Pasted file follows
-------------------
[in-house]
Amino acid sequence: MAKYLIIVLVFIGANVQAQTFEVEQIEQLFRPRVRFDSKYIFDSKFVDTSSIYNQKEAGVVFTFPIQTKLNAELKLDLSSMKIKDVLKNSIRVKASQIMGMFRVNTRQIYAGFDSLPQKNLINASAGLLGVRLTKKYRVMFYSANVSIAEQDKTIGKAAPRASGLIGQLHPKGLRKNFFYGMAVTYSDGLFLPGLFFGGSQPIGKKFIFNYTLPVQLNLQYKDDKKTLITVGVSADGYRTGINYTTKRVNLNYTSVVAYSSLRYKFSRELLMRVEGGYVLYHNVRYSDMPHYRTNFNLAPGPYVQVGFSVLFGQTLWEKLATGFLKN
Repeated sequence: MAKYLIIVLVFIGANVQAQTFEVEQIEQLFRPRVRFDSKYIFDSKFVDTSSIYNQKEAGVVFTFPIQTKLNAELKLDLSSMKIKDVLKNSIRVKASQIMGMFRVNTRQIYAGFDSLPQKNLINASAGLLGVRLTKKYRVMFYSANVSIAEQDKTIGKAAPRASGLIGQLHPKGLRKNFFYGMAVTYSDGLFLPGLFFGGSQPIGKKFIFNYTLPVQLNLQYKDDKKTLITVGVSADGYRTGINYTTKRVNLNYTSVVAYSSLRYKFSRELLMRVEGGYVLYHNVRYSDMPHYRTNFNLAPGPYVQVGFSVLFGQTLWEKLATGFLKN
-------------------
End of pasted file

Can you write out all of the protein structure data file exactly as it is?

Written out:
[in-house]
Amino acid sequence: MAKYLIIVLVFIGANVQAQTFEVEQIEQLFRPRVRFDSKYIFDSKFVDTSSIYNQKEAGVVFTFPIQTKLNAELKLDLSSMKIKDVLKNSIRVKASQIMGMFRVNTRQIYAGFDSLPQKNLINASAGLLGVRLTKKYRVMFYSANVSIAEQDKTIGKAAPRASGLIGQLHPKGLRKNFFYGMAVTYSDGLFLPGLFFGGSQPIGKKFIFNYTLPVQLNLQYKDDKKTLITVGVSADGYRTGINYTTKRVNLNYTSVVAYSSLRYKFSRELLMRVEGGYVLYHNVRYSDMPHYRTNFNLAPGPYVQVGFSVLFGQTLWEKLATGFLKN
Repeated sequence: MAKYLIIVLVFIGANVQAQTFEVEQIEQLFRPRVRFDSKYIFDSKFVDTSSIYNQKEAGVVFTFPIQTKLNAELKLDLSSMKIKDVLKNSIRVKASQIMGMFRVNTRQIYAGFDSLPQKNLINASAGLLGVRLTKKYRVMFYSANVSIAEQDKTIGKAAPRASGLIGQLHPKGLRKNFFYGMAVTYSDGLFLPGLFFGGSQPIGKKFIFNYTLPVQLNLQYKDDKKTLITVGVSADGYRTGINYTTKRVNLNYTSVVAYSSLRYKFSRELLMRVEGGYVLYHNVRYSDMPHYRTNFNLAPGPYVQVGFSVLFGQTLWEKLATGFLKN